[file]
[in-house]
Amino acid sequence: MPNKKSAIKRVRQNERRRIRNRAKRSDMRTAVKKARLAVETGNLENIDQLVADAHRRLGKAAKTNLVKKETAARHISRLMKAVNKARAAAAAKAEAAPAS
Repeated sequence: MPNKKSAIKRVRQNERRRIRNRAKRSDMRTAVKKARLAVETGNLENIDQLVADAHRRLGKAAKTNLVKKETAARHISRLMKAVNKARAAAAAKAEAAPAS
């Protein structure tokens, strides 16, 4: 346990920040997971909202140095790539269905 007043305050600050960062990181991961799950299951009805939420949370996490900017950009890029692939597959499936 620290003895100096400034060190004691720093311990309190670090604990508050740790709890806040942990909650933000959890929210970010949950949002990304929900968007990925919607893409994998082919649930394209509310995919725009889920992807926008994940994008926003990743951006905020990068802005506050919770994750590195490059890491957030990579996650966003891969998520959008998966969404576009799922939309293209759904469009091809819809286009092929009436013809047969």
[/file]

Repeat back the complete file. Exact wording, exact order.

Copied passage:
[in-house]
Amino acid sequence: MPNKKSAIKRVRQNERRRIRNRAKRSDMRTAVKKARLAVETGNLENIDQLVADAHRRLGKAAKTNLVKKETAARHISRLMKAVNKARAAAAAKAEAAPAS
Repeated sequence: MPNKKSAIKRVRQNERRRIRNRAKRSDMRTAVKKARLAVETGNLENIDQLVADAHRRLGKAAKTNLVKKETAARHISRLMKAVNKARAAAAAKAEAAPAS
């Protein structure tokens, strides 16, 4: 346990920040997971909202140095790539269905 007043305050600050960062990181991961799950299951009805939420949370996490900017950009890029692939597959499936 620290003895100096400034060190004691720093311990309190670090604990508050740790709890806040942990909650933000959890929210970010949950949002990304929900968007990925919607893409994998082919649930394209509310995919725009889920992807926008994940994008926003990743951006905020990068802005506050919770994750590195490059890491957030990579996650966003891969998520959008998966969404576009799922939309293209759904469009091809819809286009092929009436013809047969």